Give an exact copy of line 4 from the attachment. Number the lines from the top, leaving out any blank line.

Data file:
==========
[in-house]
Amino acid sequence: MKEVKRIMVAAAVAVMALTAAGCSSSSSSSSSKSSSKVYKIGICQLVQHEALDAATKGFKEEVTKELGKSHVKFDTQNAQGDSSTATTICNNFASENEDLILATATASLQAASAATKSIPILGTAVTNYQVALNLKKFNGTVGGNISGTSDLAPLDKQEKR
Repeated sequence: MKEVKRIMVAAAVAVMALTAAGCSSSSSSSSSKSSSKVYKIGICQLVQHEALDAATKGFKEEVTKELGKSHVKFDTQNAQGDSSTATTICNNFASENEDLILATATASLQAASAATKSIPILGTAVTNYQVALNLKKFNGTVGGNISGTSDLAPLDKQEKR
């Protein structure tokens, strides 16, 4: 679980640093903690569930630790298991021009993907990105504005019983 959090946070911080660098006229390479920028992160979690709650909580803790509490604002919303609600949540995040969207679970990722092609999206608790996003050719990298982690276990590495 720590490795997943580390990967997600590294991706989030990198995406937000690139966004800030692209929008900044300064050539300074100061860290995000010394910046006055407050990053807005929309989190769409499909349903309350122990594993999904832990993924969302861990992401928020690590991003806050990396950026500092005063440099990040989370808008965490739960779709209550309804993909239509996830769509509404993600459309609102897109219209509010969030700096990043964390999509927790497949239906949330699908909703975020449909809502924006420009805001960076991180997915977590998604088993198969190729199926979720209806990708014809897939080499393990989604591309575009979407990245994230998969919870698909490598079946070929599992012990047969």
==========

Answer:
């Protein structure tokens, strides 16, 4: 679980640093903690569930630790298991021009993907990105504005019983 959090946070911080660098006229390479920028992160979690709650909580803790509490604002919303609600949540995040969207679970990722092609999206608790996003050719990298982690276990590495 720590490795997943580390990967997600590294991706989030990198995406937000690139966004800030692209929008900044300064050539300074100061860290995000010394910046006055407050990053807005929309989190769409499909349903309350122990594993999904832990993924969302861990992401928020690590991003806050990396950026500092005063440099990040989370808008965490739960779709209550309804993909239509996830769509509404993600459309609102897109219209509010969030700096990043964390999509927790497949239906949330699908909703975020449909809502924006420009805001960076991180997915977590998604088993198969190729199926979720209806990708014809897939080499393990989604591309575009979407990245994230998969919870698909490598079946070929599992012990047969």